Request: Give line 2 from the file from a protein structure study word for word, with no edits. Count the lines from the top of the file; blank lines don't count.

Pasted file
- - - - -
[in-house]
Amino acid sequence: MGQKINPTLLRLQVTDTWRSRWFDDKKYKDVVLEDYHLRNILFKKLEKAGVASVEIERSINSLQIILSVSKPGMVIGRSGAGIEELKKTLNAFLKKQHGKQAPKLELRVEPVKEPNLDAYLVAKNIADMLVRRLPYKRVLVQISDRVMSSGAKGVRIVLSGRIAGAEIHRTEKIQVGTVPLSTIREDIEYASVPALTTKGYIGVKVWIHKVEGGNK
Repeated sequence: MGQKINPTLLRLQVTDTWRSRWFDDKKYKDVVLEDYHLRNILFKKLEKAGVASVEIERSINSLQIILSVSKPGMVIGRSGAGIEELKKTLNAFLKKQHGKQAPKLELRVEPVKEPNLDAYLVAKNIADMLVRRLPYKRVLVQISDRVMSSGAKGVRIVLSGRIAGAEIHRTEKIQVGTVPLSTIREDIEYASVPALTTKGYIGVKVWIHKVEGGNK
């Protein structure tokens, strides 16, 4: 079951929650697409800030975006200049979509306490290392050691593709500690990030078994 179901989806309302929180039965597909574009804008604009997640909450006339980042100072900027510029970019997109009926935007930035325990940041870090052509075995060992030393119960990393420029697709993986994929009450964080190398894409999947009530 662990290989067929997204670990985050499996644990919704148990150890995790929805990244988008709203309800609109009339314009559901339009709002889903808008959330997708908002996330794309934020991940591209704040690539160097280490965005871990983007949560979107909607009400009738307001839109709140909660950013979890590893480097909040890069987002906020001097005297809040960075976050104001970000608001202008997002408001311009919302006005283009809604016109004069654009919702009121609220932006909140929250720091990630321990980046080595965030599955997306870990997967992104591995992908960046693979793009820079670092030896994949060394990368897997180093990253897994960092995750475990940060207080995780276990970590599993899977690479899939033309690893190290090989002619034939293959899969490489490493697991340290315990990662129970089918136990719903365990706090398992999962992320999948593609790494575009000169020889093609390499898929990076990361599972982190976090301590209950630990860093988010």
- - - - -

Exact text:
Amino acid sequence: MGQKINPTLLRLQVTDTWRSRWFDDKKYKDVVLEDYHLRNILFKKLEKAGVASVEIERSINSLQIILSVSKPGMVIGRSGAGIEELKKTLNAFLKKQHGKQAPKLELRVEPVKEPNLDAYLVAKNIADMLVRRLPYKRVLVQISDRVMSSGAKGVRIVLSGRIAGAEIHRTEKIQVGTVPLSTIREDIEYASVPALTTKGYIGVKVWIHKVEGGNK